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Swasti Lankabangla Swasti Lankabangla

Remembering a bridge between war-ravaged Bangladesh and the world

| Updated: October 22, 2017 14:42:37


Remembering a bridge between war-ravaged Bangladesh and the world

The Norwegian political economist Just Faaland (January 25, 1922 - February 17, 2017) is widely respected in Bangladeshi academia for the seminal book he wrote with J. Parkinson (1976) titled Bangladesh: The Test Case for Development. Those who have even a remote relation with development studies of Bangladesh must have heard, if not read, about the book.  The book observed: "If development can be made to succeed in Bangladesh, there can be little doubt that it can be made to succeed anywhere else. It is in this sense that Bangladesh is the test case for development".
Three decades down the road, in 2007, the authors came to Bangladesh with a research paper titled Bangladesh: The Test Case for Development Revisited. The paper highly commended the rate of development Bangladesh has achieved: "Bangladesh in its early years seemed to us to have the characteristics of a real country test case for development….. At this point with three decades and more of experience of limited and chequered progress, sustained development in Bangladesh appears to us within reach, although far from assured".  
Given the caveats, perhaps it would not be an exaggeration to assume that the 'Development Puzzle', as Bangladesh has been dubbed by the world community, derived much of the academic arguments from the observations of Just Faaland and his fellow co-author J Parkinson.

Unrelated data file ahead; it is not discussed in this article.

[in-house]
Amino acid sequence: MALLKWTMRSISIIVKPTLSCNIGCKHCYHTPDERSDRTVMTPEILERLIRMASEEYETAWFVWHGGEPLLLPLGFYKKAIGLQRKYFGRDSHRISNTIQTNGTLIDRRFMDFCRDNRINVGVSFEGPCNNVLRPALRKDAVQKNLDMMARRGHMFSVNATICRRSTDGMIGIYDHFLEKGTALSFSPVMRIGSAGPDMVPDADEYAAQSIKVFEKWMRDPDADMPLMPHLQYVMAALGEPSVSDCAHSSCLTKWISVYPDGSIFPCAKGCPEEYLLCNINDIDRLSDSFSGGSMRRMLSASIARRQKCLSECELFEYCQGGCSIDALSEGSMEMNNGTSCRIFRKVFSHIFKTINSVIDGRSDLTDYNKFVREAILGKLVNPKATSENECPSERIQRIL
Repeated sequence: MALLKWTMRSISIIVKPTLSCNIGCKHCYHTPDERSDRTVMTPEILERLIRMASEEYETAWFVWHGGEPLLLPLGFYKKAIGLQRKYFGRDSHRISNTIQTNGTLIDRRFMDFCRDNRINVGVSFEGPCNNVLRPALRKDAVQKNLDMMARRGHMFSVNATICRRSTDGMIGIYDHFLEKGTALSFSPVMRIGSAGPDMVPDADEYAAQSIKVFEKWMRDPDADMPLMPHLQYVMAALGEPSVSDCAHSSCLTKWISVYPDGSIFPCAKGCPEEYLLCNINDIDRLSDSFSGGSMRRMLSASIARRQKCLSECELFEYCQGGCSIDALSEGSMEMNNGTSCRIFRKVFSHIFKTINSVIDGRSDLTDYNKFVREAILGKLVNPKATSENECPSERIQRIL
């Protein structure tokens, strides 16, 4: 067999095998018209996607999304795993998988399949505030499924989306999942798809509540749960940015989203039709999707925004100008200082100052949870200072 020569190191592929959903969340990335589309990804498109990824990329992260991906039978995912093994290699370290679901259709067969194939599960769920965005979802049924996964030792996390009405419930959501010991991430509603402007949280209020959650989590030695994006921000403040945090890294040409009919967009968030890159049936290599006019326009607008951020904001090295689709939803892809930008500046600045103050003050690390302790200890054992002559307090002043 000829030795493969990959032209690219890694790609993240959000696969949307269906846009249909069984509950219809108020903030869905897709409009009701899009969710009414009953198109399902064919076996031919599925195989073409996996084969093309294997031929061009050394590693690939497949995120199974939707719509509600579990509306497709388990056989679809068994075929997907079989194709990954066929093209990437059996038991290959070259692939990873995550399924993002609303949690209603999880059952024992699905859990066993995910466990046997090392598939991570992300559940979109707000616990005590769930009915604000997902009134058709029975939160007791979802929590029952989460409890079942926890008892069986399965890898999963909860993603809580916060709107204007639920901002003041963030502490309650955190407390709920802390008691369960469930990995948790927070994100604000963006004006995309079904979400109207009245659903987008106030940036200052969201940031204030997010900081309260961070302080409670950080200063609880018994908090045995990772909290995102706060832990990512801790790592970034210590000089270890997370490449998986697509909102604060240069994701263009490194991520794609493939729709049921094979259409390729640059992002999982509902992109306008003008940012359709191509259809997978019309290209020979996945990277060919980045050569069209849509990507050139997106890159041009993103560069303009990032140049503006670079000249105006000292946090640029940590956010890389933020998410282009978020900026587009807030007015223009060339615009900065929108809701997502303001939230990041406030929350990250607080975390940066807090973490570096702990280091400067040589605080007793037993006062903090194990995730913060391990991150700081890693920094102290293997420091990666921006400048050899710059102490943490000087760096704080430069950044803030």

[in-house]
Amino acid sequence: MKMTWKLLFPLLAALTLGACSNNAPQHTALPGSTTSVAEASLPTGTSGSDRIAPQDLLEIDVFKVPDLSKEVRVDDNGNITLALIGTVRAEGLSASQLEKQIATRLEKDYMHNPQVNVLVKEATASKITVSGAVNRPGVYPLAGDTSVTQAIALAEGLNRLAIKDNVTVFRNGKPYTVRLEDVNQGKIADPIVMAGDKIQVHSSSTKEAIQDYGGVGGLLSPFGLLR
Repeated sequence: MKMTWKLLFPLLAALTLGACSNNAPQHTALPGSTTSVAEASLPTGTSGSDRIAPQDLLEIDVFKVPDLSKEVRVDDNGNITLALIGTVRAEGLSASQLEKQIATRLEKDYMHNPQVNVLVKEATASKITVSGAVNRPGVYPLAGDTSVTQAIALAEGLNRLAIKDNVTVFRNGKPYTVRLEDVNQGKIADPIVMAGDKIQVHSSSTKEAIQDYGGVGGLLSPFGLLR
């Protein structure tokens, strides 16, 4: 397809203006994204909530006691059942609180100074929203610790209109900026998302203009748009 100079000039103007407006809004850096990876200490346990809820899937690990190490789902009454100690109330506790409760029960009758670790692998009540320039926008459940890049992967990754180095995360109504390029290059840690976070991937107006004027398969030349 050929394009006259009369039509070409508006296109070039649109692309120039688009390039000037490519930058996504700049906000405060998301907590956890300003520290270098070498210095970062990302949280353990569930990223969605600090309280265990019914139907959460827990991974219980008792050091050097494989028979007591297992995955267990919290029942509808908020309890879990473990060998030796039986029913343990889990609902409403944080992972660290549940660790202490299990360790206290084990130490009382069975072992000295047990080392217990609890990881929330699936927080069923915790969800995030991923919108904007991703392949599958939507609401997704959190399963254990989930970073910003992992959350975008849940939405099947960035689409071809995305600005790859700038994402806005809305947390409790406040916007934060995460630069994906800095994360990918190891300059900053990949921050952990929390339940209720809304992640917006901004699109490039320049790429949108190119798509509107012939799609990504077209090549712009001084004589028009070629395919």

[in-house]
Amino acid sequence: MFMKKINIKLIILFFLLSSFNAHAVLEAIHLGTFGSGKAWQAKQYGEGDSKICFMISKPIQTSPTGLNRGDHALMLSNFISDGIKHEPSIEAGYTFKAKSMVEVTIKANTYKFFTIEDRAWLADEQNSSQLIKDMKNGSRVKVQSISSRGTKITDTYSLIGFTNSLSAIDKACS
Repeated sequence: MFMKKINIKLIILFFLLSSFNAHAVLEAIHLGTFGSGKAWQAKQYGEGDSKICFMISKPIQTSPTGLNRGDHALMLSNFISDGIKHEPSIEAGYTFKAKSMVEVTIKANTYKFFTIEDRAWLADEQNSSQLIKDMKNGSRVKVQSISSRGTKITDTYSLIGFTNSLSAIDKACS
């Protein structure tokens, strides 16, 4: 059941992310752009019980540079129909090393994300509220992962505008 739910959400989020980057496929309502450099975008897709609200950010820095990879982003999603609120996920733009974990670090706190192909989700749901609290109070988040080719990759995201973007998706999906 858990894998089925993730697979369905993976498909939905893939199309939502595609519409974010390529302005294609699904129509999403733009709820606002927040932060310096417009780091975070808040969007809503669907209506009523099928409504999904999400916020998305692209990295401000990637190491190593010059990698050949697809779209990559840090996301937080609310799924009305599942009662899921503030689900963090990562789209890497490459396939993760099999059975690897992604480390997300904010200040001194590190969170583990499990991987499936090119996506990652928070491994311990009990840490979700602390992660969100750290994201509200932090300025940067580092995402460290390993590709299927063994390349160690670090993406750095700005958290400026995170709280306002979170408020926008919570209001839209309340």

To pay a tribute to the departed soul of Faaland, the Bangladesh Institute of Development Studies (BIDS) and the Centre for Policy Dialogue (CPD) jointly organised a memorial meeting on April 04, 2017. Chaired by Professor Rehman Sobhan, a close friend of Just Faaland, the memorial meeting was addressed by former finance minister M Sayeduzzaman, Ambassador of Norway Ms Sidsel Bleken, and others. It may be mentioned here that both Professor Rehman Sobhan and Sayeduzzaman were at the pinnacle of policy making in those days as member of the first Planning Commission and the Planning Secretary respectively.
Faaland was the first World Bank resident representative in war-ravaged Bangladesh. Rehman Sobhan recalled that Faaland was possibly the first-ever non-World Bank staff to be posted in any country as resident representative. In the words of Rehman Sobhan:  'In the first days of an independent Bangladesh, the World Bank extended a unique privilege to Bangladesh by inviting Professor Nurul Islam, the first Deputy Chairman of the recently set-up Bangladesh Planning Commission, to suggest whom they should send as their first country representative in Bangladesh'. After consulting with colleagues Professors Mosharraf Hossain and Rehman Sobhan and receiving a nod from the then Prime Minister Bangabandhu Sheikh Mujibur Rahman and Finance Minister Tajuddin Ahmed, the preference went for Just Faaland mainly on two grounds. First, he was already well-informed about the Bangladesh economy and society as he had been serving as a member of the Harvard Advisory Group of economists for Pakistan, and second and possibly more appropriately, he came from a small country like Norway 'with no hegemonic aspirations or interference to influence policy directions of independent Bangladesh'. Rehman Sobhan describes Faaland as a bridge between a new-born nation and the rest of the world in the sphere of international resource mobilisation.  Further, he extended extraordinary respect to the fierce desire of a newly independent nation to protect its policy-making sovereignty from external donors.
Rehman Sobhan and Sayeduzzaman believe that Faaland had a soft corner for the people of the war-ravaged country. He disliked, at least privately, that donors dictate development priorities, or for that matter governance, conditioned by aid or grants.
Faaland's deep love for Bangladesh is reflected by another emotional episode described by Rehman Sobhan:  "When Faaland departed from Dhaka, he demonstrated his deep emotional commitment to Bangladesh by taking back to Bergen a baby girl for adoption by his son".
Bangladesh has lost a great friend in the death Just Faaland.
The writer, a former Professor of Economics at Jahangirnagar University, is Chair, Department of Economics and Social Science, BRAC University. abdul.bayes@brac.net/

 

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